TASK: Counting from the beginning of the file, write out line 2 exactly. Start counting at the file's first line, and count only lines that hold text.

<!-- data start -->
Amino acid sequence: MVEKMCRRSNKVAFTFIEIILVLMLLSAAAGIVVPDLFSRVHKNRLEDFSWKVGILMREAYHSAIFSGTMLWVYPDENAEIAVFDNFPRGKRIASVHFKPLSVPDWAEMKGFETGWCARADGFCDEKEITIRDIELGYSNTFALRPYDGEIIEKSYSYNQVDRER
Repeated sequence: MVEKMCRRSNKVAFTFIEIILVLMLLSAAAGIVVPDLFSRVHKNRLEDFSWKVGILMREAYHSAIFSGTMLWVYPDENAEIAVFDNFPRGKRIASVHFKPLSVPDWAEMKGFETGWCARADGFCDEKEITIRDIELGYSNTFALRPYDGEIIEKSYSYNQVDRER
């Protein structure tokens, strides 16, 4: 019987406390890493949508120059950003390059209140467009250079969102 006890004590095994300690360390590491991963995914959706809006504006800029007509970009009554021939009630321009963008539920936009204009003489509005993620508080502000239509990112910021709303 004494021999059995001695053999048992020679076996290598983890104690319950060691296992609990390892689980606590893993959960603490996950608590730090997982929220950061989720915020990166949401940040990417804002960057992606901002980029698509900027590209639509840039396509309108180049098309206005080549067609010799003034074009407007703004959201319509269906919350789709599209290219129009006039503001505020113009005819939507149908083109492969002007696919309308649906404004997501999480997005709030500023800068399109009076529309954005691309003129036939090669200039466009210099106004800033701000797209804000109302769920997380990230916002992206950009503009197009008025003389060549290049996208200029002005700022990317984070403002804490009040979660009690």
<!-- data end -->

Repeated sequence: MVEKMCRRSNKVAFTFIEIILVLMLLSAAAGIVVPDLFSRVHKNRLEDFSWKVGILMREAYHSAIFSGTMLWVYPDENAEIAVFDNFPRGKRIASVHFKPLSVPDWAEMKGFETGWCARADGFCDEKEITIRDIELGYSNTFALRPYDGEIIEKSYSYNQVDRER